Daytona is such a unique event compared to the rest of Monster Energy AMA Supercross, an FIM World Championship, stops. The atmosphere of Bike Week and the Daytona International Speedway are certainly different, but I’m more concerned with the different track and soil for this column.
The standard supercross track is made with tacky clay that can be molded into whatever the Dirt Wurx crew desires. Feld has an employee that picks out specific dirt for all of their events, and over the years it has become more and more specialized for its composition. At Daytona, though, all of that is an afterthought. The dirt for Daytona is primarily a black sand base with clay added for the jumps and some obstacles. What's important here is how that sand shapes up compared to a typical clay supercross track. Being softer, it forms ruts and bumps and all sorts of nastiness for stiffly sprung supercross bikes. The chassis and suspension technicians have their work cut out for themselves attempting to make a setting stiff enough for massive wall jumps but also plush enough to handle the Daytona chop. It was an ongoing battle throughout the day to find that perfect setup, and most times it was simply a compromise between both sides. Due to the jumps, the supercross setup has to win, because landing huge jumps and obstacles on soft suspension is not a good idea. That means the bumps and chop will have to be handled with the stiff suspension, which is far from ideal.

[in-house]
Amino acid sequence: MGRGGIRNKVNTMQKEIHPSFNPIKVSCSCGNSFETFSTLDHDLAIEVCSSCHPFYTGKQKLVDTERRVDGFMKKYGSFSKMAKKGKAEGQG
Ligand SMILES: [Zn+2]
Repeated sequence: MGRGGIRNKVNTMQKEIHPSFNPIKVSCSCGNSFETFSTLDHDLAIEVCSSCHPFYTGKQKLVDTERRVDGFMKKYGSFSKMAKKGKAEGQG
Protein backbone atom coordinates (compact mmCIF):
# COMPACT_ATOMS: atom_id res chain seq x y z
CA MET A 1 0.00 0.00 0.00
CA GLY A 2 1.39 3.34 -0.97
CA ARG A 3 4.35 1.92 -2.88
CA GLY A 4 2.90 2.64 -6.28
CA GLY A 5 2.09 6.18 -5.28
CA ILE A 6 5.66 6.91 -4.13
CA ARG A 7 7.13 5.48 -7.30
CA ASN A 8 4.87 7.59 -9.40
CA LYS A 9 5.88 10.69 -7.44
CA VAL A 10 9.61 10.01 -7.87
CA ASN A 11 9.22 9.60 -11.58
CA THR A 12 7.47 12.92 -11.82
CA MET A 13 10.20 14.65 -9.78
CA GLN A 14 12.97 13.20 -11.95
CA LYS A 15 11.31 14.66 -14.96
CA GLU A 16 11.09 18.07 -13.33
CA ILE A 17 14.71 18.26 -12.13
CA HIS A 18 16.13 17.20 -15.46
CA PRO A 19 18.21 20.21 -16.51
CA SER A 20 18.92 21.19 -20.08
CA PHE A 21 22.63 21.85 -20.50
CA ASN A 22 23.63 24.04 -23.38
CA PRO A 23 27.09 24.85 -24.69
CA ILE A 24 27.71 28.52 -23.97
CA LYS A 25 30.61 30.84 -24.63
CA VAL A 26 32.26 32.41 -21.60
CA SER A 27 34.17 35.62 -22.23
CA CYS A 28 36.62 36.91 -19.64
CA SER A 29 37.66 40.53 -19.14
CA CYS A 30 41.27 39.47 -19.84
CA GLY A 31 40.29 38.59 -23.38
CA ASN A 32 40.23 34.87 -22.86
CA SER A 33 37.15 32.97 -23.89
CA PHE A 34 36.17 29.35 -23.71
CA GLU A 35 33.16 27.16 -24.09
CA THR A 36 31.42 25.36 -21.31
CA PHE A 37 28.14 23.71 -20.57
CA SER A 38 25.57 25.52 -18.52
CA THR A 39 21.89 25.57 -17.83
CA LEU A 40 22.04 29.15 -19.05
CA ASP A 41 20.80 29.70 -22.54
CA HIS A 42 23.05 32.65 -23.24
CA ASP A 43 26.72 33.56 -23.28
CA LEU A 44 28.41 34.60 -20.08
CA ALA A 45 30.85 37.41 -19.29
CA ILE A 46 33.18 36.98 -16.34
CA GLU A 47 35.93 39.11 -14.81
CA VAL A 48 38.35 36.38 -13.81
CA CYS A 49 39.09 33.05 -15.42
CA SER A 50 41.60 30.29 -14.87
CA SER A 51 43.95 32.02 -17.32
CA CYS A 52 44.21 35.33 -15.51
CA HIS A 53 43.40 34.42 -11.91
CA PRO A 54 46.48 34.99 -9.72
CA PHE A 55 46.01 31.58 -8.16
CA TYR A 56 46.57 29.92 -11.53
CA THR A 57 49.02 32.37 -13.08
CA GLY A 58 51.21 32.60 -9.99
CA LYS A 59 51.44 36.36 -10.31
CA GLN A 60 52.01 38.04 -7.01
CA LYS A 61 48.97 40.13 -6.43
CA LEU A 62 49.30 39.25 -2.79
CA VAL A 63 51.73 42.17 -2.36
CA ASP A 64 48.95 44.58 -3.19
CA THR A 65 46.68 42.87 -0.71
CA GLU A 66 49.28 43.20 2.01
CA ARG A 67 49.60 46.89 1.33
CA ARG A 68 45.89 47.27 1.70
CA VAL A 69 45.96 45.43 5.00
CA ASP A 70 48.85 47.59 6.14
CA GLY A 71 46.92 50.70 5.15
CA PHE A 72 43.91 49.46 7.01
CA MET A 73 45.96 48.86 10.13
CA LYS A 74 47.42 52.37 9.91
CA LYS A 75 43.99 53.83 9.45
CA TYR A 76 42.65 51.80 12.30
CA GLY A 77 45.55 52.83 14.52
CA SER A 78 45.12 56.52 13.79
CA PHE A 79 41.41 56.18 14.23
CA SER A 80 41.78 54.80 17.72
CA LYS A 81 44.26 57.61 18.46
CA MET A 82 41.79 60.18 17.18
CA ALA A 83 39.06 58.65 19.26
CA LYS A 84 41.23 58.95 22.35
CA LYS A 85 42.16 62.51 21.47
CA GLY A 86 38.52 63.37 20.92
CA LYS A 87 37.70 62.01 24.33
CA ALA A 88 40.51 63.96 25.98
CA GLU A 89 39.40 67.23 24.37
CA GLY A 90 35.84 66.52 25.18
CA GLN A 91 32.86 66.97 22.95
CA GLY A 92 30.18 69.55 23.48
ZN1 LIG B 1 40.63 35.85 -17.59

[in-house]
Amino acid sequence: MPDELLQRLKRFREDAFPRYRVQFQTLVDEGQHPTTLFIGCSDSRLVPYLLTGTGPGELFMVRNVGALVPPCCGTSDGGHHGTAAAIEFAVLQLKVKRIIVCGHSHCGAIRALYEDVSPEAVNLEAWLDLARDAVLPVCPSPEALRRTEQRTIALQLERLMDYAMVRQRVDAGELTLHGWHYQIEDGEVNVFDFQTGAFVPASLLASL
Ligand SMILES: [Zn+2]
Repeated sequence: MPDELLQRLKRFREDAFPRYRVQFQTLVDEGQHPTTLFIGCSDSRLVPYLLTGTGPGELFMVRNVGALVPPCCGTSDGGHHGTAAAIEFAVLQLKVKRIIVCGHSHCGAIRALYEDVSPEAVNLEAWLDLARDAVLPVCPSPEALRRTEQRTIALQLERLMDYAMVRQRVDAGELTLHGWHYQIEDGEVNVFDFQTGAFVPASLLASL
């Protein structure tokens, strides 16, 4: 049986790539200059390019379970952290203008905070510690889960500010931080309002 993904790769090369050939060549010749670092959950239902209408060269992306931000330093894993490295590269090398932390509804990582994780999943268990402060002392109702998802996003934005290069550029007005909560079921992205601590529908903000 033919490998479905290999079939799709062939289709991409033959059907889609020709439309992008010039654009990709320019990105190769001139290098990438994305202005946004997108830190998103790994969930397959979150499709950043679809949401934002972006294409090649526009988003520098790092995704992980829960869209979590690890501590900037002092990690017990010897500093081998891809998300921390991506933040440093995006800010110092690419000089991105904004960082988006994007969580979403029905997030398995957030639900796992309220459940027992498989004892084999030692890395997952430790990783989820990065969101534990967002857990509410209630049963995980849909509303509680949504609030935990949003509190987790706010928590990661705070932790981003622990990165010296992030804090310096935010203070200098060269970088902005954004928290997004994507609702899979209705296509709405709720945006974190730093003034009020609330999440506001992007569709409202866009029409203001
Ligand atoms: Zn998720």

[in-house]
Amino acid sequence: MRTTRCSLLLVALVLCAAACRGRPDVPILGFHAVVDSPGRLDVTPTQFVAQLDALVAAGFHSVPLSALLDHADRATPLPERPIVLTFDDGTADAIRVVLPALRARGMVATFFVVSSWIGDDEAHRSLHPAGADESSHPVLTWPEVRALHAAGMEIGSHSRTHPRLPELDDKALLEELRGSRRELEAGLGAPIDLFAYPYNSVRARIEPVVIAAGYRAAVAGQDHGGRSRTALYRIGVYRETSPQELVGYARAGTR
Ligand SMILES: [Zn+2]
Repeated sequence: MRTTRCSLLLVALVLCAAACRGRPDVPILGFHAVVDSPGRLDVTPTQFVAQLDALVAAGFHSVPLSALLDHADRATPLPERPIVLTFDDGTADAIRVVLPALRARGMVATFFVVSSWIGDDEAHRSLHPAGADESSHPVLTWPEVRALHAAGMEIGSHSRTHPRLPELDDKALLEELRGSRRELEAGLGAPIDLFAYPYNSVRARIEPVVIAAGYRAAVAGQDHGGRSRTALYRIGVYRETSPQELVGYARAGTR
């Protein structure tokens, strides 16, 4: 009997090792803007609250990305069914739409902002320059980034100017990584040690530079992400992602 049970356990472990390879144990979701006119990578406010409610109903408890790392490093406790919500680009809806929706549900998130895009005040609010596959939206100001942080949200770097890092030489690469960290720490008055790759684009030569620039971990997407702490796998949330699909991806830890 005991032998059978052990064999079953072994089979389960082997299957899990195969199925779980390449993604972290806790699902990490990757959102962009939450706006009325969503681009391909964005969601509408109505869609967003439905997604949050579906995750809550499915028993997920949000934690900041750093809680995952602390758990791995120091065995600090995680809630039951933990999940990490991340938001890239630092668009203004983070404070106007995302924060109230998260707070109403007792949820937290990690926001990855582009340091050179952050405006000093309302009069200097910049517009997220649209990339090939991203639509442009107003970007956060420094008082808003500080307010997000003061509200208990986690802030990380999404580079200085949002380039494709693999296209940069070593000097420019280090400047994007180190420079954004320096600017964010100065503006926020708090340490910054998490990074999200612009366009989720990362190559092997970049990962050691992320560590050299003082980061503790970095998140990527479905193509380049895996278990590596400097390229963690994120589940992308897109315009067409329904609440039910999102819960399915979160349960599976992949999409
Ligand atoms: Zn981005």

As I watched the race, I noticed how differently the riders attacked the track and how those approaches resulted. As I said, the track at Daytona turns into a rough, bumpy track by the end of the night. In the turns, the ruts get deeper and deeper with big acceleration bumps and grass clumps. The soil doesn't break down consistently, so there will be bumps when exiting the turns that really make accelerating tricky. There were two different ways of dealing with that. For most of the riders, they just poured on the aggression. The sandy Daytona traction allowed for a plethora of RPM and throttle, which was overwhelmingly the most common of all techniques on Saturday. While moderately effective, there was a better way. Not shockingly, Ryan Dungey, the 450SX Class winner, used it.
Ryan Dungey was approaching the turns much more methodically. It’s his standard technique, sure, but it really was working as the track deteriorated. The key component is that he really doesn't do a lot; he uses neither the brakes to slow down nor the clutch to accelerate excessively. He lets the bike roll through the turn and keeps his momentum flowing. The suspension stays free and plush, soaking up the bumps while not under a heavy acceleration load. After passing through the roughest of the bumps, he applies the throttle and the bike accelerates freely. The key here is that he was actually waiting to apply a lot of throttle. Had he accelerated hard in the bumpier section, the bike would have bounced everywhere but forward. Not only would it be slow, it would have taken a massive amount of energy to hold on to an orange bucking bronco. It’s a technique that may appear slow but on the stopwatch is deadly fast—somehow it’s actually faster to get on the gas later instead of sooner. Dungey was riding patiently, waiting for the right time to be aggressive, when the track would allow it. Slowing down to go faster is a term that is thrown around constantly in this sport, but in this case, it was absolutely correct.
Ryan Dungey has shown this season that he can win on any style of track. This year marked his first Daytona win, and watching it in person, I could see why. He struggled badly in timed qualifying, but he elevated his game when the racing started. It was a how-to of technique on a very technical and rough track. As they say, patience is a virtue. For Ryan Dungey, that patience in his riding paid dividends at Daytona.